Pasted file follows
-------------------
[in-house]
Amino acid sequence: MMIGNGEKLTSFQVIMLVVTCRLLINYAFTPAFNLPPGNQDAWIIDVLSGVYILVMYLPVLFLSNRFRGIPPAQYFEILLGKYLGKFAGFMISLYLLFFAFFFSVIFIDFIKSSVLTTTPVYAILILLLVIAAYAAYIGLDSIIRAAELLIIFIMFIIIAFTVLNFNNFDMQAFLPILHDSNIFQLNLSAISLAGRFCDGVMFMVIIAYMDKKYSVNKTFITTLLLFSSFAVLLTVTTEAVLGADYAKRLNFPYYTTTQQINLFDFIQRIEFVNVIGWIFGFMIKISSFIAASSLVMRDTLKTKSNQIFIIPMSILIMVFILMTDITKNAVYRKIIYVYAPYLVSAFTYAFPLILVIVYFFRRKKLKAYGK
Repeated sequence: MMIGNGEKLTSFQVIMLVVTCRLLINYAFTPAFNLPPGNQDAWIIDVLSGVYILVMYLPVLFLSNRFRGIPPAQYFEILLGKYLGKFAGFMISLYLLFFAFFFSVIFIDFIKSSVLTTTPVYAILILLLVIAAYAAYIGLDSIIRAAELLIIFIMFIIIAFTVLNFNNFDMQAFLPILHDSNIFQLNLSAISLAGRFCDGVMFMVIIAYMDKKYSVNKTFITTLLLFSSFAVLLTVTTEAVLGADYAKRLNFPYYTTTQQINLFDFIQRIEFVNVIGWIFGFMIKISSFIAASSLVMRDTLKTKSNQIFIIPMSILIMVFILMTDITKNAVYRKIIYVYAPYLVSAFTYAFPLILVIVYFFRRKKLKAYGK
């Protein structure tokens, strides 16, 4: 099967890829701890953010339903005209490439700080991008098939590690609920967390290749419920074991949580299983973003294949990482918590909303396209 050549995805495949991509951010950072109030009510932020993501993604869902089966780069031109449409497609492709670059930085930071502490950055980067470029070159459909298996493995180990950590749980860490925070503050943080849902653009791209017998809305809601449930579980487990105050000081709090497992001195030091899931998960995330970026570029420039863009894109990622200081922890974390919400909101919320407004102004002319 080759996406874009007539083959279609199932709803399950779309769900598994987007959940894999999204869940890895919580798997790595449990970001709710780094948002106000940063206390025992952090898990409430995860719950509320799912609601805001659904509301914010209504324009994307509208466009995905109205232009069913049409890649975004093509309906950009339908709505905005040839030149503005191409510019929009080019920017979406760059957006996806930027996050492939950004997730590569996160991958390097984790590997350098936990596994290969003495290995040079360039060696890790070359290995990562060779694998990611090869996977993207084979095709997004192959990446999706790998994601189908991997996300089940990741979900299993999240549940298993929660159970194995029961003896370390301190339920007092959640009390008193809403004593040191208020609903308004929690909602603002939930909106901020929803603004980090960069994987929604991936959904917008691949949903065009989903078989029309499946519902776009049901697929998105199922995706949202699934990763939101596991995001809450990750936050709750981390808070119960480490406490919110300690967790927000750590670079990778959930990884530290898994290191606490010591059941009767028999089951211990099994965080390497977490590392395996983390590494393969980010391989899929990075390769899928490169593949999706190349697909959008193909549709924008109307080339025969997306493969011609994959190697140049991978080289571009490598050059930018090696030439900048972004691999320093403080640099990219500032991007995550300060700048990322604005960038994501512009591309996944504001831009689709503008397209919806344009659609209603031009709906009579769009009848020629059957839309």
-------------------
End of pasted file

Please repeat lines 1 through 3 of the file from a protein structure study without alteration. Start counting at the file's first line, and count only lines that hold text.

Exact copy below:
[in-house]
Amino acid sequence: MMIGNGEKLTSFQVIMLVVTCRLLINYAFTPAFNLPPGNQDAWIIDVLSGVYILVMYLPVLFLSNRFRGIPPAQYFEILLGKYLGKFAGFMISLYLLFFAFFFSVIFIDFIKSSVLTTTPVYAILILLLVIAAYAAYIGLDSIIRAAELLIIFIMFIIIAFTVLNFNNFDMQAFLPILHDSNIFQLNLSAISLAGRFCDGVMFMVIIAYMDKKYSVNKTFITTLLLFSSFAVLLTVTTEAVLGADYAKRLNFPYYTTTQQINLFDFIQRIEFVNVIGWIFGFMIKISSFIAASSLVMRDTLKTKSNQIFIIPMSILIMVFILMTDITKNAVYRKIIYVYAPYLVSAFTYAFPLILVIVYFFRRKKLKAYGK
Repeated sequence: MMIGNGEKLTSFQVIMLVVTCRLLINYAFTPAFNLPPGNQDAWIIDVLSGVYILVMYLPVLFLSNRFRGIPPAQYFEILLGKYLGKFAGFMISLYLLFFAFFFSVIFIDFIKSSVLTTTPVYAILILLLVIAAYAAYIGLDSIIRAAELLIIFIMFIIIAFTVLNFNNFDMQAFLPILHDSNIFQLNLSAISLAGRFCDGVMFMVIIAYMDKKYSVNKTFITTLLLFSSFAVLLTVTTEAVLGADYAKRLNFPYYTTTQQINLFDFIQRIEFVNVIGWIFGFMIKISSFIAASSLVMRDTLKTKSNQIFIIPMSILIMVFILMTDITKNAVYRKIIYVYAPYLVSAFTYAFPLILVIVYFFRRKKLKAYGK